Locals Push For Stricter Alcohol-Related Rules On Illinois River - NewsOn6.com - Tulsa, OK - News, Weather, Video and Sports - KOTV.com |

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Locals Push For Stricter Alcohol-Related Rules On Illinois River

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Some people in Green Country are pushing for stricter rules along the Illinois River. Some people in Green Country are pushing for stricter rules along the Illinois River.
All the drinking, Jerry Hammons said, is taking fun and safety away from the locals. All the drinking, Jerry Hammons said, is taking fun and safety away from the locals.
Some of the ideas included limiting each flotation device to only one ice chest - currently each person is allowed to bring a 50-quart cooler. Some of the ideas included limiting each flotation device to only one ice chest - currently each person is allowed to bring a 50-quart cooler.
TAHLEQUAH, Oklahoma -

Some people in Green Country are pushing for stricter rules along the Illinois River.

Many who live along the banks say floaters drinking too much alcohol on the river are making it dangerous.

Tuesday, the Oklahoma Scenic Rivers Commissions held a meeting to talk about what it would take to implement new rules.

The Illinois River is where rafters, canoers and kayakers come for fun that, often times, involves alcohol. But all the drinking, Jerry Hammons said, is taking fun and safety away from the locals.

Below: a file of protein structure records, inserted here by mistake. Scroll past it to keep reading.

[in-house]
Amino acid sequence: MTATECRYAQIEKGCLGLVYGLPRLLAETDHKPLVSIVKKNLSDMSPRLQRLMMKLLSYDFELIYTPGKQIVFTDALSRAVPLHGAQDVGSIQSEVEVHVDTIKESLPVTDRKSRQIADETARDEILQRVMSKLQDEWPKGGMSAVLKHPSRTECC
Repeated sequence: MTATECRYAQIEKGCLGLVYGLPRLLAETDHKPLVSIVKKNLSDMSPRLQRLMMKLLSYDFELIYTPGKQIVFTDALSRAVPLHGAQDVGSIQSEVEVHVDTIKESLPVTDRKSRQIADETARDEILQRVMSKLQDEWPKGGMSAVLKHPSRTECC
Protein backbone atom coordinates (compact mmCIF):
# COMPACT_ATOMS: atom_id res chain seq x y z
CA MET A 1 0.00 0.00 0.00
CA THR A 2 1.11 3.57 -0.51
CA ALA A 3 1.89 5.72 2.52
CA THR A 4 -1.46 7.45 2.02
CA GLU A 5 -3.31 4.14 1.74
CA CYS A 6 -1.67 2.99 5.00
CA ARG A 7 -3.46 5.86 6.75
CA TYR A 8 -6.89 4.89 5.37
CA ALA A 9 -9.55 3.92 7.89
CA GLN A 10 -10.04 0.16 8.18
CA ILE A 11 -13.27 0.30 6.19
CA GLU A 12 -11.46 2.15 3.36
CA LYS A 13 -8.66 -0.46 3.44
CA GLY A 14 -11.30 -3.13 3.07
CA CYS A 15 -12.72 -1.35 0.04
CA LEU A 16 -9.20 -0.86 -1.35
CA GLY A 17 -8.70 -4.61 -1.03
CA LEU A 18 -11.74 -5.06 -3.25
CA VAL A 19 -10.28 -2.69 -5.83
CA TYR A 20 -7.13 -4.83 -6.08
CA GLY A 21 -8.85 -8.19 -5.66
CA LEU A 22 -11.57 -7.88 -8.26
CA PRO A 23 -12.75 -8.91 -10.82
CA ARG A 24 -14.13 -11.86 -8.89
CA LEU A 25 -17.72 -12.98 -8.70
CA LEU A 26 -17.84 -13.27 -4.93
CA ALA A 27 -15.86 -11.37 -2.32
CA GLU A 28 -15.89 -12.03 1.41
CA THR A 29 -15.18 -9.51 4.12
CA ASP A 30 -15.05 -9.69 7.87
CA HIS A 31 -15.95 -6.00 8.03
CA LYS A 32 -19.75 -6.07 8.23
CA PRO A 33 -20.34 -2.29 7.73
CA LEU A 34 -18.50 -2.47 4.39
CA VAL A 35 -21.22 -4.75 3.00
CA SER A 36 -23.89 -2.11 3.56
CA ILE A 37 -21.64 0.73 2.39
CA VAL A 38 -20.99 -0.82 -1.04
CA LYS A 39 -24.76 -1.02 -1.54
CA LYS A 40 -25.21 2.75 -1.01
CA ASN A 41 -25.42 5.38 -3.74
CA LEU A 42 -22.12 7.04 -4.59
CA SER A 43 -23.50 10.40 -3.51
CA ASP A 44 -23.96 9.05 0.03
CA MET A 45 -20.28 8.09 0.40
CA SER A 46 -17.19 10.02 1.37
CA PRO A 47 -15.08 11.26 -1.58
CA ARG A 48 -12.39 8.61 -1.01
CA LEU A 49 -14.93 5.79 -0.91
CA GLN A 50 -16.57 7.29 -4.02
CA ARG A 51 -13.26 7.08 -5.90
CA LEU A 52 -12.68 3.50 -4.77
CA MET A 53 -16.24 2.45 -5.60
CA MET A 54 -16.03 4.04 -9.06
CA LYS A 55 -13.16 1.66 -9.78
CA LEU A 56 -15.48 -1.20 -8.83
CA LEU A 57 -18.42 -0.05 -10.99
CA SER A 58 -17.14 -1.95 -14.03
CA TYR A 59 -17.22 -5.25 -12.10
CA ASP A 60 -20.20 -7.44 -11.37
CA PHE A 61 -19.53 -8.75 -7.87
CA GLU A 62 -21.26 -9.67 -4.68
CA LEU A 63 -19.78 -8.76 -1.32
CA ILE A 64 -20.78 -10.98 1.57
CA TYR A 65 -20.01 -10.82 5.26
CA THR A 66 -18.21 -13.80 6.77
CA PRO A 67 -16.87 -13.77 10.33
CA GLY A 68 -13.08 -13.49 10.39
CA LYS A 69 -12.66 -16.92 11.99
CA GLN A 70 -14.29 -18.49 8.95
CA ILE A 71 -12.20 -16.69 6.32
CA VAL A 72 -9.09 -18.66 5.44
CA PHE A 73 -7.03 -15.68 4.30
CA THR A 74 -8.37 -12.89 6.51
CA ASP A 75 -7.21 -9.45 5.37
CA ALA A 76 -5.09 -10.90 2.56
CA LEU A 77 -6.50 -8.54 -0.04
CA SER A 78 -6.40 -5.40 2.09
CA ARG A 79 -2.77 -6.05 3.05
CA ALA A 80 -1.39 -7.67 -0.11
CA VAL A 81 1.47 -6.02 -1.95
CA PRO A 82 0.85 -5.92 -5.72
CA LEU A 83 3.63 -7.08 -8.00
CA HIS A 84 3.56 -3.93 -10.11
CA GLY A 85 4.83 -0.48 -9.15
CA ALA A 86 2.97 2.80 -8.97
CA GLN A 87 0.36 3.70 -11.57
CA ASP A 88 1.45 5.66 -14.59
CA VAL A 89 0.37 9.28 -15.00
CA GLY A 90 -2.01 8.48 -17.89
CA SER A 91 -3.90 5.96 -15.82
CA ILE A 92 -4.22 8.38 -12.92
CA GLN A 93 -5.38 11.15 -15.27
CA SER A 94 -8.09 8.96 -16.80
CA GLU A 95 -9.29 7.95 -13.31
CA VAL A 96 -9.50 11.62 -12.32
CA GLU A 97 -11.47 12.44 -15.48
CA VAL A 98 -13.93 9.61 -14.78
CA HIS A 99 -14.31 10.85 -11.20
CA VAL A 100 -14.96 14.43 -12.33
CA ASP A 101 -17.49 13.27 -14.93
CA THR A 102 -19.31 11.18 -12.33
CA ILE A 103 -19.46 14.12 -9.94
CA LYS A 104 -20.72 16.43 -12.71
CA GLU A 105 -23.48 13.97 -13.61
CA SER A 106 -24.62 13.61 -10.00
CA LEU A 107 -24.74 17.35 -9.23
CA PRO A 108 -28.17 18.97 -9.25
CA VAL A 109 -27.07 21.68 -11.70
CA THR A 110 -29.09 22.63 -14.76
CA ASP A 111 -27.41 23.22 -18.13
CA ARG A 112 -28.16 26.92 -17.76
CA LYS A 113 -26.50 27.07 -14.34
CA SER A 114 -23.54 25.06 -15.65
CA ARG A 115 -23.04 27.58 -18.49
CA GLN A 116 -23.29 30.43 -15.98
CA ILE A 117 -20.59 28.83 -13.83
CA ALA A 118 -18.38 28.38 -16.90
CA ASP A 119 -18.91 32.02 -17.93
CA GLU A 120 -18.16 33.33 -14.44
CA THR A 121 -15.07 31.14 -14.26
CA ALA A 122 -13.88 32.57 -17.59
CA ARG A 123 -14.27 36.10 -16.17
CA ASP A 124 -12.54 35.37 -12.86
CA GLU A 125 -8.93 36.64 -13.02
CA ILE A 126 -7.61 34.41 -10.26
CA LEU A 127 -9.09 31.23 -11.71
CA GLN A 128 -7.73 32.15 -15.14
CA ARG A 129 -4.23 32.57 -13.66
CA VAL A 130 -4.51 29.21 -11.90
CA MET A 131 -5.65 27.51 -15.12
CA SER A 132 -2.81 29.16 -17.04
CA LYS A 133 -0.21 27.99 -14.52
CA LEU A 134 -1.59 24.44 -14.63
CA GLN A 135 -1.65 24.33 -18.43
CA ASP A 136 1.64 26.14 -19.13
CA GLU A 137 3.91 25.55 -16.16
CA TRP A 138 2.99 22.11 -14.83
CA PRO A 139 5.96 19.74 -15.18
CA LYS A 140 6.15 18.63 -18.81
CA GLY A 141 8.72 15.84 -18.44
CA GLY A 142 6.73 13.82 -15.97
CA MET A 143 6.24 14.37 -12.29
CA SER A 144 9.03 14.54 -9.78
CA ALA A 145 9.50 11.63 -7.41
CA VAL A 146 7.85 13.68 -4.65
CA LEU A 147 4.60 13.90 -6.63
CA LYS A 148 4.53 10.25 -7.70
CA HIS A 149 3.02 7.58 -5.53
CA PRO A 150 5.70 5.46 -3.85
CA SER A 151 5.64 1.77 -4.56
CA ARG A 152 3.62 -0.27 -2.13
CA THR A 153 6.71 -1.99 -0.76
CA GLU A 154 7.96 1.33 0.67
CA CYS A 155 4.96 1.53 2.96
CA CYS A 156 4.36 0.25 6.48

“They don't go on the river anymore. Too many people, too many drunks and too many bad things you might see,” he said.

Hammons said he represents a large group of landowners who have property along the river and demand change.

“They're just kind of tired of the alcohol, tired of the misbehavior, tired what, what, you might see or what you might hear on the river,” Hammons said. ”They're tired of the people going up and down the highway drunk.”

The Scenic Rivers Commission said that’s why the chairman of the board proposed adjusting the rules, and during its Tuesday meeting, the board voted in favor of hearing public comments on the issue.

Some of the ideas included limiting each flotation device to only one ice chest - currently each person is allowed to bring a 50-quart cooler.

The commission said it's technically legal to have liquor on the river, but it's against the law to drink it - but that doesn't stop floaters from trying.

The board suggested banning all liquor and anything else with more than 3.2 percent alcohol content. It is also considering designating some days and areas of the river as alcohol-free.

If those changes can be made, locals like Hammons, say the river could once again provide a family-friendly time.

“They don't want to take their kids. Some that do take their kids say they'll never go again,” Hammons said.

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